The Los Angeles Auto Show marks the official start of the domestic auto show season. Taking place in the fall, just as next year’s models are hitting the showroom, the LA Show gives us a preview of the year after next—in other words, what’s coming in 2017. Here, in alphabetical order, are the ten (well, technically eleven) vehicles at the 2015 Los Angeles Auto Show that mattered most.
Alfa Romeo Giulia
Alfa Romeo’s agonizingly long return to the States has come in fits and starts, primarily in the guise of sports cars with limited production numbers and limited appeal. But here, finally, is the new Giulia sedan, an Alfa Romeo for the well-heeled masses. The 505-horsepower Quadrifoglio is the headline-maker, but it’s the 2.0-liter rear-drive version that bears watching—it seems perfectly positioned to challenge the BMW 328i. Think about it: Cadillac has been trying to take on BMW for years with limited success, and here comes Fiat-Chrysler with a turn-key (or should we say push-button) solution. If the public accepts it, the Giulia will give Alfa Romeo an opportunity to sink its teeth into the American market.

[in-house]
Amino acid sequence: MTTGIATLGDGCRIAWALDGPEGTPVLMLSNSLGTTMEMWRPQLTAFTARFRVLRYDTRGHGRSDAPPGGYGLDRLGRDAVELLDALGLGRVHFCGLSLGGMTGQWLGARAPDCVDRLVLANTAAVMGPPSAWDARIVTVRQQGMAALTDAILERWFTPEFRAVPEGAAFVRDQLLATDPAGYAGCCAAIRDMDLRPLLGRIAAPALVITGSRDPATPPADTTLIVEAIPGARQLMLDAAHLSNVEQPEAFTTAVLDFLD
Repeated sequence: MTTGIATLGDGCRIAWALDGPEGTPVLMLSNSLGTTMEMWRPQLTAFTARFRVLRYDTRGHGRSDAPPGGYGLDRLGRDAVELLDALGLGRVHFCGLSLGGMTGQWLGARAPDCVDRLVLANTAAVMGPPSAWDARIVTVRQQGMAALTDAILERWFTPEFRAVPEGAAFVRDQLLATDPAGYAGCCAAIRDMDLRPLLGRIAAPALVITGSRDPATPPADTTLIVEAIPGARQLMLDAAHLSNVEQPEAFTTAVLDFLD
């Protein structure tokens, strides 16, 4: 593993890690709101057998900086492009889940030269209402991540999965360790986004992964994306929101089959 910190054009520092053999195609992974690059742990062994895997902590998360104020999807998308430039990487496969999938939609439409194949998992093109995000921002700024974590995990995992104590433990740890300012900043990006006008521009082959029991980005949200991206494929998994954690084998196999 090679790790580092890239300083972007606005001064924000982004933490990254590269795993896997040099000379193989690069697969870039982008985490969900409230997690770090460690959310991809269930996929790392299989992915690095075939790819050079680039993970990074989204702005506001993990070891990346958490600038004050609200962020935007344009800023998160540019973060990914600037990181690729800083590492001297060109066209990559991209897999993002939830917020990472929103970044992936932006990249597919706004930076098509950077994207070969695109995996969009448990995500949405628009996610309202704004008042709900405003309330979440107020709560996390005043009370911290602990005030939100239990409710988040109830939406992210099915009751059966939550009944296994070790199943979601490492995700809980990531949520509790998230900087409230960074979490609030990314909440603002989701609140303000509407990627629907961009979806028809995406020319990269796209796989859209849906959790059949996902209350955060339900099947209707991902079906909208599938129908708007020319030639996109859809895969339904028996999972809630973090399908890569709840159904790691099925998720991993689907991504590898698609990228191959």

I hate to have a Buick so close to the top of the article—damn you, alphabet!—but even those who think the brand is a snoozer must see the significance of this car. Buick hasn’t had anything resembling a proper flagship for a while, but the new LaCrosse seems fit to take up the mantle, with a lovely interior, strong engine, and what I have no doubt will be the most serene ride this side of a Lincoln Town Car. (And is that such a bad thing? I like my luxury cars to be cushy; if I want a sport sedan, I’ll buy a sport sedan. Of course, I’m going to need a raise first.) And if you don’t have much interest in Buick or the LaCrosse, I doubt that’ll bother General Motors, because the chrome-laden brand is a moneymaker: 2014 was the best year in Buick’s 100-plus-year history with 1.7 million sales worldwide—nearly as many as BMW.
Fiat 124 Spyder
Fiata. There, we said it. Fiat’s new roadster is based on the bones of the Mazda MX-5 Miata; the sheet metal is unique, but the interior is nearly identical. What really sets it apart is the engine: Fiat’s own 1.4-liter turbocharged four, tuned for 160 horsepower. (So, for all of you who wish Mazda would turbocharge the MX-5, Fiat’s done it!) The suspension tuning is also unique to Fiat, but the 124 is built in Japan, which should do wonders for FCA’s quality stats. Chassis setup makes a big difference in this car (drive the MX-5 Club and the Sport/Touring models back-to-back and you’ll see), so I’ll hold my verdict until I get a chance to drive it, but I’d be really shocked if the 124 Spyder doesn’t turn out to be a gem.